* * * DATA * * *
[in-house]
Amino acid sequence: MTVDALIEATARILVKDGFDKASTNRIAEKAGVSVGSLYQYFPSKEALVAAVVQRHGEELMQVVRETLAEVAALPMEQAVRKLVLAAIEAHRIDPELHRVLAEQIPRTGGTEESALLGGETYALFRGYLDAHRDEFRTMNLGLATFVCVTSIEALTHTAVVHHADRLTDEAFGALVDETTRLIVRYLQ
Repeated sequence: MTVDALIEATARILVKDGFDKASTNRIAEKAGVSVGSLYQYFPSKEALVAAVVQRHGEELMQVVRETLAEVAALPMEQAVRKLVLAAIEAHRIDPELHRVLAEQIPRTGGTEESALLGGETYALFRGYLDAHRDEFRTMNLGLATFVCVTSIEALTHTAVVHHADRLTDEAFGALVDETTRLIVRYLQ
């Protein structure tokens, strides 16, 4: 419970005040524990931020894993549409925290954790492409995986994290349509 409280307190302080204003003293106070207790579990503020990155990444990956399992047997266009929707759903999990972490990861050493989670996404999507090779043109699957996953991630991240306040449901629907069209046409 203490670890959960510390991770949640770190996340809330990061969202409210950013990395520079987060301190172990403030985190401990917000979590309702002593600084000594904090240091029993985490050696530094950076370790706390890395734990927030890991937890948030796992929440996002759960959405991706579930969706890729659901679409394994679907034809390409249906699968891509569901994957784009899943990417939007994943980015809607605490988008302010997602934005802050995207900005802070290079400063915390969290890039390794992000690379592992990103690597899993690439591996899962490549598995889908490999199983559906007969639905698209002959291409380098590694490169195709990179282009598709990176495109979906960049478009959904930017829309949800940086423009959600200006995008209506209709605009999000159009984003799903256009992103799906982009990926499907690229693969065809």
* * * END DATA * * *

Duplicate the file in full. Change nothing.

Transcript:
[in-house]
Amino acid sequence: MTVDALIEATARILVKDGFDKASTNRIAEKAGVSVGSLYQYFPSKEALVAAVVQRHGEELMQVVRETLAEVAALPMEQAVRKLVLAAIEAHRIDPELHRVLAEQIPRTGGTEESALLGGETYALFRGYLDAHRDEFRTMNLGLATFVCVTSIEALTHTAVVHHADRLTDEAFGALVDETTRLIVRYLQ
Repeated sequence: MTVDALIEATARILVKDGFDKASTNRIAEKAGVSVGSLYQYFPSKEALVAAVVQRHGEELMQVVRETLAEVAALPMEQAVRKLVLAAIEAHRIDPELHRVLAEQIPRTGGTEESALLGGETYALFRGYLDAHRDEFRTMNLGLATFVCVTSIEALTHTAVVHHADRLTDEAFGALVDETTRLIVRYLQ
């Protein structure tokens, strides 16, 4: 419970005040524990931020894993549409925290954790492409995986994290349509 409280307190302080204003003293106070207790579990503020990155990444990956399992047997266009929707759903999990972490990861050493989670996404999507090779043109699957996953991630991240306040449901629907069209046409 203490670890959960510390991770949640770190996340809330990061969202409210950013990395520079987060301190172990403030985190401990917000979590309702002593600084000594904090240091029993985490050696530094950076370790706390890395734990927030890991937890948030796992929440996002759960959405991706579930969706890729659901679409394994679907034809390409249906699968891509569901994957784009899943990417939007994943980015809607605490988008302010997602934005802050995207900005802070290079400063915390969290890039390794992000690379592992990103690597899993690439591996899962490549598995889908490999199983559906007969639905698209002959291409380098590694490169195709990179282009598709990176495109979906960049478009959904930017829309949800940086423009959600200006995008209506209709605009999000159009984003799903256009992103799906982009990926499907690229693969065809």